Evaluation of clouds in climate and forecasting models using CloudSat and Calipso data.

Lead Research Organisation: University of Reading
Department Name: Meteorology


Climate change is one of the great challenges facing the world today. There is compelling evidence that the inexorable increase in 'greenhouse gases' (particularly carbon dioxide) due to human activity is having a warming effect on climate. However, it is very difficult to determine just how much average global surface temperature will rise in future in response to a particular increase in greenhouse gas concentration, and in fact the forecasts vary by a factor of three. One of the major problems stems from clouds. Everyday experience tells us the profound effect the presence of a cloud has on the amount of the sun's energy that reaches the ground, and similarly the fact that cloudy nights tend to be warmer than clear is because the infrared energy emitted by the surface is then nearly balanced by the energy emitted back towards it by the cloud. Exactly the same processes act on large scales, and to calculate surface temperature with any skill we need to know accurately how cloud is distributed around the globe, including its detailed properties such as average droplet size. There are two main difficulties. Firstly, the computer simulations used to predict climate split the atmosphere into large grid-boxes (typically 200 km across and up to 1 km deep), with often only two numbers being used to describe the cloud in each box (e.g. the amount of cloud and the mass of cloud water). This is clearly very crude. Secondly, the information available to test the simulated clouds is from imagers carried on satellites, which cannot see very far into a cloud to determine how it is arranged vertically or to detect one cloud layer beneath another. In this project we will make use of exciting new data from two satellites to be launched by NASA in May 2005. 'CloudSat' carries a cloud radar that works by continually sending short pulses of radio waves downwards. Clouds scatter some of these waves back to the radar, and by timing how long the echo takes to be returned and by measuring its strength, we can calculate the height of the cloud and how much water it contains. As CloudSat orbits the earth it will for the first time be able to infer cloud properties at each height in the atmosphere. The second satellite 'Calipso' carries a lidar and works on the same principle but using light rather than radio waves. The key aspect to this project is to combine the radar and lidar to learn more about the nature of the clouds. The fact that radar is more sensitive to the large cloud particles while lidar is more sensitive to the small means that we can estimate important cloud properties such as the size of ice crystals in cirrus and the rate of drizzle falling from low altitude water clouds (which is important for determining how long the cloud will persist). Between 0 and -40°C, clouds can contain both small liquid droplets and large ice crystals; our results from ground-based lidar show that these clouds are particularly badly simulated by computer models, but with radar and lidar the two components can be easily distinguished and their properties estimated. We will then use all the cloud properties extracted from around a year of global observations to test the clouds in two of the world's best computer models, the Met Office climate model and the ECMWF forecast model. This will be used to highlight problems with the models, and address them by developing new ways to simulate clouds and testing them again against the new observations. Of particular interest will be schemes shortly to be introduced in both models to represent the horizontal cloud structure in a large model grid-box which we will test around the globe for the first time. The resulting improvements in simulated clouds should give us more confidence in predictions of climate change.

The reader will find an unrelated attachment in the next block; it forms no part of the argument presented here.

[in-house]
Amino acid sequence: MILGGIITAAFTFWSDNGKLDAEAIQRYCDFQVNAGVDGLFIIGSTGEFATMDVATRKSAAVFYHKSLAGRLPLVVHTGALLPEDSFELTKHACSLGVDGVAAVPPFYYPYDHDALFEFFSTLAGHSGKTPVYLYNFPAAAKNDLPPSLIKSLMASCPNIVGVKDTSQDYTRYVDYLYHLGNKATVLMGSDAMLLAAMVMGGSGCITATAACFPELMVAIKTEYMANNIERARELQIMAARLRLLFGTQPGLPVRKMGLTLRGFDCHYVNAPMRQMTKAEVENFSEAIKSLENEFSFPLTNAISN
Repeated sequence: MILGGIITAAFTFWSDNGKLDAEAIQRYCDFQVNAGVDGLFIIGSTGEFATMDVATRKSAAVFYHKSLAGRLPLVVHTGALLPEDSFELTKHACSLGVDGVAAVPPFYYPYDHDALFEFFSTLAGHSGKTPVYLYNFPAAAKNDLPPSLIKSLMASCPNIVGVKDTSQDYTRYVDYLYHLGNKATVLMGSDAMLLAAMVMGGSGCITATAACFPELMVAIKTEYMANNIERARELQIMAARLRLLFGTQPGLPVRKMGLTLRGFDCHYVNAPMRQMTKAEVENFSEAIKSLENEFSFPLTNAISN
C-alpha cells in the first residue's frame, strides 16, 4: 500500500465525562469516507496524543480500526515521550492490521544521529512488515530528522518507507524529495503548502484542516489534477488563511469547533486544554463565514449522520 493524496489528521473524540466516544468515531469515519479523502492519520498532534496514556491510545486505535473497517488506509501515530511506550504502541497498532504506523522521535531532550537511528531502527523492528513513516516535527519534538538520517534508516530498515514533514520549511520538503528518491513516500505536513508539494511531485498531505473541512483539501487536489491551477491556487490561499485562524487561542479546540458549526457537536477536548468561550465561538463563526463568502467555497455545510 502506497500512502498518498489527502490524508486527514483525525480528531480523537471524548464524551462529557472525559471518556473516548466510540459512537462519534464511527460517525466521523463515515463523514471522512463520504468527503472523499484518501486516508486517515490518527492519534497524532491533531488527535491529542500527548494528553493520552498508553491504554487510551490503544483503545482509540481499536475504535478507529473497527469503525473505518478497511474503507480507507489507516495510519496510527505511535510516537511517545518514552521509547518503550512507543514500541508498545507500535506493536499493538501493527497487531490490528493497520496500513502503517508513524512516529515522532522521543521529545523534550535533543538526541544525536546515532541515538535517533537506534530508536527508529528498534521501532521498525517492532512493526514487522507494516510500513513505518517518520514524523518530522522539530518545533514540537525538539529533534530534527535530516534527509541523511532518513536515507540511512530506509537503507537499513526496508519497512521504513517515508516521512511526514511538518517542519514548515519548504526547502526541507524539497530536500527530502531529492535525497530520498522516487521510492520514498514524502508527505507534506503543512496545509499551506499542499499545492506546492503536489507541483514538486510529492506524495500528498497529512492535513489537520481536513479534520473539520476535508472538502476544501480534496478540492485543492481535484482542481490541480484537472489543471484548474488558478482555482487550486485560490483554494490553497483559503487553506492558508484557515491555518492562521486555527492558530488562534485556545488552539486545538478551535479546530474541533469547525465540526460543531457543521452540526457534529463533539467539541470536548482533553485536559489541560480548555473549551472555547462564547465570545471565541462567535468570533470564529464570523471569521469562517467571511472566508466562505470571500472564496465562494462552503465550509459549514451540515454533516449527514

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Bouniol D (2010) Microphysical characterisation of West African MCS anvils in Quarterly Journal of the Royal Meteorological Society

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Delanoë J (2010) Combined CloudSat-CALIPSO-MODIS retrievals of the properties of ice clouds in Journal of Geophysical Research

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Delanoë J (2007) The Characterization of Ice Cloud Properties from Doppler Radar Measurements in Journal of Applied Meteorology and Climatology